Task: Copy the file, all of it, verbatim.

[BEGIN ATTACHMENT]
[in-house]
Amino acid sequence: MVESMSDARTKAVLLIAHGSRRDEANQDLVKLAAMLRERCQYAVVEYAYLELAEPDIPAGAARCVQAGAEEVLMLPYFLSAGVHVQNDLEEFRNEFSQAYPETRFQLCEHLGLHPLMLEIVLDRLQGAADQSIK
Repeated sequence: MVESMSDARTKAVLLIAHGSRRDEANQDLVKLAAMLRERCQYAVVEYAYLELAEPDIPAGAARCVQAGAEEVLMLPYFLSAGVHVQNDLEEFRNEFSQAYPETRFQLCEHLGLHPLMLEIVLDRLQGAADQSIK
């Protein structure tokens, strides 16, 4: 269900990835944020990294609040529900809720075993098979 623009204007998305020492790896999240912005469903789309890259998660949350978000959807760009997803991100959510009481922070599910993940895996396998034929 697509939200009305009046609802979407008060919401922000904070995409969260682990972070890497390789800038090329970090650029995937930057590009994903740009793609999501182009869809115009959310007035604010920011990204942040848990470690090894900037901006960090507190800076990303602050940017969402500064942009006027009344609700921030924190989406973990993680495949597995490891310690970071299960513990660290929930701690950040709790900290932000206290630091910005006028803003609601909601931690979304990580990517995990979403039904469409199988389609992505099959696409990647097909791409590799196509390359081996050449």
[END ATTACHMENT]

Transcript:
[in-house]
Amino acid sequence: MVESMSDARTKAVLLIAHGSRRDEANQDLVKLAAMLRERCQYAVVEYAYLELAEPDIPAGAARCVQAGAEEVLMLPYFLSAGVHVQNDLEEFRNEFSQAYPETRFQLCEHLGLHPLMLEIVLDRLQGAADQSIK
Repeated sequence: MVESMSDARTKAVLLIAHGSRRDEANQDLVKLAAMLRERCQYAVVEYAYLELAEPDIPAGAARCVQAGAEEVLMLPYFLSAGVHVQNDLEEFRNEFSQAYPETRFQLCEHLGLHPLMLEIVLDRLQGAADQSIK
């Protein structure tokens, strides 16, 4: 269900990835944020990294609040529900809720075993098979 623009204007998305020492790896999240912005469903789309890259998660949350978000959807760009997803991100959510009481922070599910993940895996396998034929 697509939200009305009046609802979407008060919401922000904070995409969260682990972070890497390789800038090329970090650029995937930057590009994903740009793609999501182009869809115009959310007035604010920011990204942040848990470690090894900037901006960090507190800076990303602050940017969402500064942009006027009344609700921030924190989406973990993680495949597995490891310690970071299960513990660290929930701690950040709790900290932000206290630091910005006028803003609601909601931690979304990580990517995990979403039904469409199988389609992505099959696409990647097909791409590799196509390359081996050449």